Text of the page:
Time stops and new worlds open when children discover the magic of books! The good news is that babies and toddlers who are read to grow up to be kids who look forward to reading for themselves. 

Have you ever browsed through a children’s book or young adult novel and thought “I could write that”? Whether you were a youngster who loved curling up with a book or a parent who loved finding books that made your kids happy, you may have considered writing books for young people. Before you begin dreaming up ideas and plots, identify your target age group. The job is not as easy as it might look: writing for each group comes with its own challenges. 

Picture books: From birth to 6 years

Even babies love looking at colorful picture books, which are often printed on heavy cardboard and called board books. Unless you are a talented illustrator yourself, you need to partner with the right artist to bring your words to life. Picture books are short books, typically under 500 words. Your challenges will be to find your artistic partner and to write an engaging narrative within the space limitations. 

Beginner books: 6 to 7 years

Children are learning letters and words during this critical year in which good books can inspire lifelong reading habits. Pictures are still important in these longer books which run between 2,000 and 5,000 words. Beginning readers like series with the same characters taking part in exciting stories. Your challenges will be to keep the vocabulary and writing style simple: try to convey only one thought per sentence. At the same time, the story and characters need to be lively enough to keep young readers turning the page to see what happens next. 

Chapter books: 7 to 9 years

Chapter books tell a story that is long enough to be organized into chapters that break up a 5,000- to 10,000-word narrative into more manageable episodes. Illustrations are used sparingly and are could be black and white drawings instead of full-color images. Children like to read about characters who are a bit older than they are. For instance, chapter books for intermediate readers might feature characters who are 10 to 12. Your challenge is to bring these characters to life with strong descriptions and believable dialogue. Your characters should talk and think like kids.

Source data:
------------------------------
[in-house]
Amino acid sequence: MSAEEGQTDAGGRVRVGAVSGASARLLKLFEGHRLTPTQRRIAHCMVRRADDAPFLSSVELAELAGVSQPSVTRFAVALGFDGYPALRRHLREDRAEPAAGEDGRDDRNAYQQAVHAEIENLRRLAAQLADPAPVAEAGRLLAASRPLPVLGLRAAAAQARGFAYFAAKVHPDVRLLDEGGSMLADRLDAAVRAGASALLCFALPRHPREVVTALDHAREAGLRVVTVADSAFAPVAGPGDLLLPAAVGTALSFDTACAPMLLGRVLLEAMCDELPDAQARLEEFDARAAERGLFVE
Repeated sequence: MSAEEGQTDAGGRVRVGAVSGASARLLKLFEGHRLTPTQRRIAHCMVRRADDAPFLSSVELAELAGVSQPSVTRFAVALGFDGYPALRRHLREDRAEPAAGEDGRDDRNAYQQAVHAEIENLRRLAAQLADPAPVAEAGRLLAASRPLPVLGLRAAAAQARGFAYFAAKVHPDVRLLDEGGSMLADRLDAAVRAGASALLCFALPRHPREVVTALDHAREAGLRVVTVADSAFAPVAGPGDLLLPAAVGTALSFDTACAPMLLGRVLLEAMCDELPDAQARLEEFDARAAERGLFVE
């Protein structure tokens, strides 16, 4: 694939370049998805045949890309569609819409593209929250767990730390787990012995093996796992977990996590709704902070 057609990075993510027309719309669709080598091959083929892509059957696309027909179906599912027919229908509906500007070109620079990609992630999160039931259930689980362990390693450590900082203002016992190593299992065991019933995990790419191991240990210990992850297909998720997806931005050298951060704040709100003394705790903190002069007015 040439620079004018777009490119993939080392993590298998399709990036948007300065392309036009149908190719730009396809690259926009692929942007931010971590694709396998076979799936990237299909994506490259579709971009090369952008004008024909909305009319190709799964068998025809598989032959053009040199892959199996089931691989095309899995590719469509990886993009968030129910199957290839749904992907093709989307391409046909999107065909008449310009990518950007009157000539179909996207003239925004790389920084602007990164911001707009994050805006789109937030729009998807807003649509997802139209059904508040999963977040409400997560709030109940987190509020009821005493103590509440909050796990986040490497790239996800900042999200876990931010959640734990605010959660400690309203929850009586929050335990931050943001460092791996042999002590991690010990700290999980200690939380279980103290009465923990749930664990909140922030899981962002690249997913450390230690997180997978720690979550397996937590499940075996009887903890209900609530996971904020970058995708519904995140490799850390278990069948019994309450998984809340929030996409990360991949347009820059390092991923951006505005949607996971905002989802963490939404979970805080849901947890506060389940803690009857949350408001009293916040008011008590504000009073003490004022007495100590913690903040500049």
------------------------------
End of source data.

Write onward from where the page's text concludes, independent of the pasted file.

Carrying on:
Transitional books: 9 to 12 years

These readers are ready for more complex sentences, longer chapters, and more detailed stories. These may not have extensive vocabularies, but they can manage books ranging from 30,000 to 50,000 words. They won’t expect pictures, although some transitional books might have illustrations on the first page of a new chapter. Your challenge will be to write an intriguing and fresh plot featuring substantial, believable characters who face difficulties and make tough decisions. Pre-teens want to relate to the characters, learn how their peers might act in situations, and even imagine themselves as the heroes of their own stories. 

Young Adult literature: 12 to 18 years

Teenagers read books that are as long as any adult novels, ranging from 50,000 to 100,000 words. A key difference is the age of the protagonists. Young adult (YA) novels follow adolescent characters facing age-appropriate conflicts, such as remaining loyal to friends or staying true to oneself. Your challenges include building a believable plot and realistic settings and creating complex and true-to-life characters in their teens or early twenties. Try to think like a teenager when you’re developing these characters’ personalities. Real people are seldom all good or all bad. You want your increasingly sophisticated readers to recognize and connect with characters who succeed in facing adversity and who learn from life.


Dudley Court Press

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